Final Report: Microbial Solution: Application of Microorganisms for Biofuel Production and CO2 Mitigation

EPA Grant Number: SU833915
Title: Microbial Solution: Application of Microorganisms for Biofuel Production and CO2 Mitigation
Investigators: Markov, Sergei A. , Schiller, Joseph R.
Institution: Austin Peay State University
EPA Project Officer: Page, Angela
Phase: I
Project Period: August 15, 2008 through August 14, 2009
Project Amount: $10,000
RFA: P3 Awards: A National Student Design Competition for Sustainability Focusing on People, Prosperity and the Planet (2008) RFA Text |  Recipients Lists
Research Category: Pollution Prevention/Sustainable Development , P3 Challenge Area - Air Quality , P3 Awards , Sustainable and Healthy Communities

Objective:

These students contributed to this project: Dawn Danielson, Luke Holliday, Nimit Patel, Ryan Willingham, Tracy Bisaquera (Department of Biology), Matthew Murphy (Department of Engineering Technology), and Barbara Waldron (Department of Chemistry), Austin Peay State University

The purpose of this project is to convert solar energy and waste CO2 (carbon dioxide that is released in power plants by burning fossil fuels) into an array of biofuels by sequential use of microorganisms in bioreactors.

An interdisciplinary student team first used microalgae in a photobioreactor to produce oil using CO2 and light as an energy source. Produced oil was converted into biodiesel by transesterification. Next, glycerol (also known as glycerin), a by-product of biodiesel production, was used as a substrate for making H2 (biohydrogen) and ethanol by immobilized bacteria in a bioreactor. Finally, students tested one of produced biofuels: biohydrogen in model fuel cell. While this proof of concept studies used purchased CO2, an abundant supply of waste CO2 from local power plants is available for commercial scale up.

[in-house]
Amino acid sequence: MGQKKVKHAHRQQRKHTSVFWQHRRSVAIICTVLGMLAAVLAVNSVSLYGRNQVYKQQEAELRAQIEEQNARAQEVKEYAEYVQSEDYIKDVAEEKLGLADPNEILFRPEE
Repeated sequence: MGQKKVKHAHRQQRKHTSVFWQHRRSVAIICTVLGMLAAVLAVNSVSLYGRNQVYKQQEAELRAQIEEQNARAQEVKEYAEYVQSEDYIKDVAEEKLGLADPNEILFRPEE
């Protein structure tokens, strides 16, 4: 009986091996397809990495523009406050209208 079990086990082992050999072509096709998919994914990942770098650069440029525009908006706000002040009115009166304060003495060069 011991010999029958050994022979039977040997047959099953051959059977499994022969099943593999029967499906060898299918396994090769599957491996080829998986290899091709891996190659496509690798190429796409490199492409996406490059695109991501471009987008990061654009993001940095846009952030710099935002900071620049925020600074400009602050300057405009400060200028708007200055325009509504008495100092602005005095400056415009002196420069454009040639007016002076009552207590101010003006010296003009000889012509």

Summary/Accomplishments (Outputs/Outcomes):

A 100 L photobioreactor for biodiesel generation from microalga Chlorella vulgaris was constructed from two parallel clear PVC 10 feet tubes (6’ diameter) with a small slope (10%). The gas mixture (5% CO2 and air) flowed up the top of the PVC tubes from the bottom as large gas bubbles. Photobioreactor was run in a batch mode for two weeks at room temperature. Continuous light was provided by cool white fluorescent lamps (136 - 186 μmol • m-2 • s-1 on the surface of the culture). Algal biomass was harvested at OD665 ~ 0.35 corresponding to a chlorophyll concentration of ~ 3 μg per ml, and concentrated by sedimentation with subsequent drying under 70◦C. Algal oil was extracted with hexane. The amount of oily material was expressed as a percentage of algal dry weight. Oil content in the algal cells in the bioreactor was found to be 10%. Algal oil was converted into biodiesel by transesterification with glycerol as a by-product. Next, glycerol was used as a substrate for making H2 and ethanol by bacterium Enterobacter aerogenes in batch culture (test tubes), and in hollow-fiber bioreactor. Highest H2 and ethanol production rates were observed under 2% glycerol, volume per volume (v/v), on a synthetic medium in test tubes. The yield of H2 from glycerol (0.9 mol/mol) was relatively high in batch culture (in test tubes). A lab-scale hollow-fiber bioreactor for conversion of glycerol into H2 and ethanol was constructed. The bioreactor was designed in a way that the glycerol diluted in growth medium was pumped from the outside of the fibers into the lumen (inside). Bacterial cells were readily adsorbed to the outer surface of the hollow fibers, and the cells consumed glycerol. Used growth medium was returned to the bioreactor medium reservoir, to create a close system in which it was possible to measure glycerol uptake and ethanol production by bacterial cells. The bioreactor was run under 30º C. Glycerol uptake efficiency by bacteria in the bioreactor was found to be 90% for 7 days. The assessment of H2 and ethanol-producing activity by bacteria in the hollow-fiber bioreactor in the presence of 2% glycerol (v/v) was made. Hydrogen production in the hollow-fiber bioreactor by E. aerogenes from glycerol was observed for 3 days at a maximum rate of 30 mL per hour (mL · h-1). Hydrogen from the hollow-fiber bioreactor was directly injected into a small fuel cell, and shown to be capable of generating enough electricity to power a small motor.